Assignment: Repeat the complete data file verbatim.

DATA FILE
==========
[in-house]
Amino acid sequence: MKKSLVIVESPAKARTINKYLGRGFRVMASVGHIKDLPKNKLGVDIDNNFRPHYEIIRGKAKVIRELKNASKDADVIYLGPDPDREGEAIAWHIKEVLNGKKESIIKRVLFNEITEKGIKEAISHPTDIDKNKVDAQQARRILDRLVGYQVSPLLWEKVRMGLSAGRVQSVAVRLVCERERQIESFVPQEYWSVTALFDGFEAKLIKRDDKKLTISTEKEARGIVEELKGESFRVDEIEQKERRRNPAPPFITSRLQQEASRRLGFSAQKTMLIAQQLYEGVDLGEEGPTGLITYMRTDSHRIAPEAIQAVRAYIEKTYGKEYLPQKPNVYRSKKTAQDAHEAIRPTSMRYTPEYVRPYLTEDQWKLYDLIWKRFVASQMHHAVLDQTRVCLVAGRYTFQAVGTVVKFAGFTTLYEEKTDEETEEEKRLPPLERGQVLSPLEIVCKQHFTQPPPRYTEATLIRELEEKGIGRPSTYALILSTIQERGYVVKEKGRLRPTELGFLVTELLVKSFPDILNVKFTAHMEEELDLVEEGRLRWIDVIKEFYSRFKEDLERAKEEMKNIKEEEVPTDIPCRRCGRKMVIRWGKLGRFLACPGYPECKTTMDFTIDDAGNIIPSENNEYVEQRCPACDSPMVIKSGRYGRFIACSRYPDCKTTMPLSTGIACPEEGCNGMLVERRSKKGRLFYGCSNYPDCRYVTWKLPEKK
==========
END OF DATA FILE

[in-house]
Amino acid sequence: MKKSLVIVESPAKARTINKYLGRGFRVMASVGHIKDLPKNKLGVDIDNNFRPHYEIIRGKAKVIRELKNASKDADVIYLGPDPDREGEAIAWHIKEVLNGKKESIIKRVLFNEITEKGIKEAISHPTDIDKNKVDAQQARRILDRLVGYQVSPLLWEKVRMGLSAGRVQSVAVRLVCERERQIESFVPQEYWSVTALFDGFEAKLIKRDDKKLTISTEKEARGIVEELKGESFRVDEIEQKERRRNPAPPFITSRLQQEASRRLGFSAQKTMLIAQQLYEGVDLGEEGPTGLITYMRTDSHRIAPEAIQAVRAYIEKTYGKEYLPQKPNVYRSKKTAQDAHEAIRPTSMRYTPEYVRPYLTEDQWKLYDLIWKRFVASQMHHAVLDQTRVCLVAGRYTFQAVGTVVKFAGFTTLYEEKTDEETEEEKRLPPLERGQVLSPLEIVCKQHFTQPPPRYTEATLIRELEEKGIGRPSTYALILSTIQERGYVVKEKGRLRPTELGFLVTELLVKSFPDILNVKFTAHMEEELDLVEEGRLRWIDVIKEFYSRFKEDLERAKEEMKNIKEEEVPTDIPCRRCGRKMVIRWGKLGRFLACPGYPECKTTMDFTIDDAGNIIPSENNEYVEQRCPACDSPMVIKSGRYGRFIACSRYPDCKTTMPLSTGIACPEEGCNGMLVERRSKKGRLFYGCSNYPDCRYVTWKLPEKK